ECHR highlights Romanian domestic-violence failures

European Court for Human Rights finds lack of commitment in Romania to address domestic assault despite legal framework.

A supporter of presidential candidate Iohannis waves the national flag from atop a statue after exit polls in Bucharest
A majority in Romania finds domestic violence acceptable [Bogdan Cristel/Reuters]
Correction25 May 2017
A previous version of this article wrongly stated "EU court" in the headline. The European Court for Human Rights is part of the Council of Europe, not the European Union as the acronym suggested.

A victim of domestic violence, Angelica Balsan, has been awarded $11,000 in compensation from the Romanian government in a court ruling that says authorities failed to protect her.

Balsan was abused by her husband a total of eight times during their marriage, through the divorce, and after it. Her injuries, documented in medical and police reports, necessitated between two and 10 days care in a hospital each time.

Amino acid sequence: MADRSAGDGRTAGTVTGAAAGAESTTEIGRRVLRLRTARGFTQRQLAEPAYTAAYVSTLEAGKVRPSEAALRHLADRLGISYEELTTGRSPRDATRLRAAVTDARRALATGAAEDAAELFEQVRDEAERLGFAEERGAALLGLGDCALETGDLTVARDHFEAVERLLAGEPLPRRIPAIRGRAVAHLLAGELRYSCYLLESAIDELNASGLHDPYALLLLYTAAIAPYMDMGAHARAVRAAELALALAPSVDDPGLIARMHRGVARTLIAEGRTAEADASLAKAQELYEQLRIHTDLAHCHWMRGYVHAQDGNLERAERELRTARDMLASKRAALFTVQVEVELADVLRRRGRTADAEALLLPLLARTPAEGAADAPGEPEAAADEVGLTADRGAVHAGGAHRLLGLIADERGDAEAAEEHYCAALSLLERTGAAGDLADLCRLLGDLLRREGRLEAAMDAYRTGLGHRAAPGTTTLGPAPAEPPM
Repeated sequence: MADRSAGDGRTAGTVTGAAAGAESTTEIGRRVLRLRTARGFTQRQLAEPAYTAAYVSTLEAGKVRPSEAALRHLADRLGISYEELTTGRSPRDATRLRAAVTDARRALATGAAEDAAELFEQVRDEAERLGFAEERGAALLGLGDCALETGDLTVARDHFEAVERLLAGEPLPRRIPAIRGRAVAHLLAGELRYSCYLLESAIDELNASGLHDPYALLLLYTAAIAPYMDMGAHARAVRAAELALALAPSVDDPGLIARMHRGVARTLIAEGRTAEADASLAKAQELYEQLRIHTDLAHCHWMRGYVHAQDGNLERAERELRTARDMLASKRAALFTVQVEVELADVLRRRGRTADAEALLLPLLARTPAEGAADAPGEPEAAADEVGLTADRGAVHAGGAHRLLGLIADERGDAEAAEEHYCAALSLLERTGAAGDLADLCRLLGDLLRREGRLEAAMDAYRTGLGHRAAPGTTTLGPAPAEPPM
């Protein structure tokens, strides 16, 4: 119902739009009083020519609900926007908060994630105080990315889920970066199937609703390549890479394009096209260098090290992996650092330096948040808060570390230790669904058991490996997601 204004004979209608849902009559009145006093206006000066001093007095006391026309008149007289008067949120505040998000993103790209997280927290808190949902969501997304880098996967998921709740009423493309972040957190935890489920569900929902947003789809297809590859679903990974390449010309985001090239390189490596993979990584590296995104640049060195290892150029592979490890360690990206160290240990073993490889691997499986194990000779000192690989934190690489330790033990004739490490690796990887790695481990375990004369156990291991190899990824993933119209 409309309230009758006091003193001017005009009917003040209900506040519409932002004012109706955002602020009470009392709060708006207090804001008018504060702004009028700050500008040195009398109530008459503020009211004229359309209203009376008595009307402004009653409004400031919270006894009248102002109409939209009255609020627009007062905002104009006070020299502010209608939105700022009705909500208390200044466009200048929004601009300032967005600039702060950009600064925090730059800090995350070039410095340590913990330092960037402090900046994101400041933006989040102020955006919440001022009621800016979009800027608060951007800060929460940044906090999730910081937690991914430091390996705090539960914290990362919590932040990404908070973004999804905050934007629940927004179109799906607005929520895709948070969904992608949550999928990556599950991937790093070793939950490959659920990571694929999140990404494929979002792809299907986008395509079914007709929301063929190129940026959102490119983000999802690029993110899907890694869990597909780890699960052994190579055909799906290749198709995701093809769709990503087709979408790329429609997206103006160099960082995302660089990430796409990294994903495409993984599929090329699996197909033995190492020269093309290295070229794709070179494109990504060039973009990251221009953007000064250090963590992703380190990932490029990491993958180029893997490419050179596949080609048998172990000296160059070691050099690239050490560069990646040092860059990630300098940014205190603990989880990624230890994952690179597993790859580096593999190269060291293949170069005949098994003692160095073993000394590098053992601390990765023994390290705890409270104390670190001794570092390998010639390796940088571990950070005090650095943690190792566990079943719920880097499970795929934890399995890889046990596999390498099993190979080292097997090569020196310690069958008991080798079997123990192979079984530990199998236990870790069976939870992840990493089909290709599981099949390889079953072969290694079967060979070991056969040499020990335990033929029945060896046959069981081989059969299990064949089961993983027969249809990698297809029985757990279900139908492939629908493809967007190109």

The European Court for Human Rights (ECHR) said “although there was a legal framework in Romania … the authorities had failed to apply the relevant legal provisions in her case”.

“Such an approach … was inconsistent with international standards on violence against women,” the ECHR ruled.

READ MORE: Want to end sexual violence against women? Fix the men

Quoting official statistics, the ECHR stated domestic violence is perceived as normal in the EU member state by about 60 percent of Romanians. The court also blasted authorities for not “fully appreciate[ing] the seriousness and extent of domestic violence” in the country.

Some legal improvements were adopted in Romania such as shortening the timeframe to get a restraining order against aggressors to just three days.

But the Eastern European country still faces grave shortages in shelters for the abused. The majority of facilities for victims of domestic violence are run by NGOs, despite repeated pledges from authorities to address the issue.

Source: Al Jazeera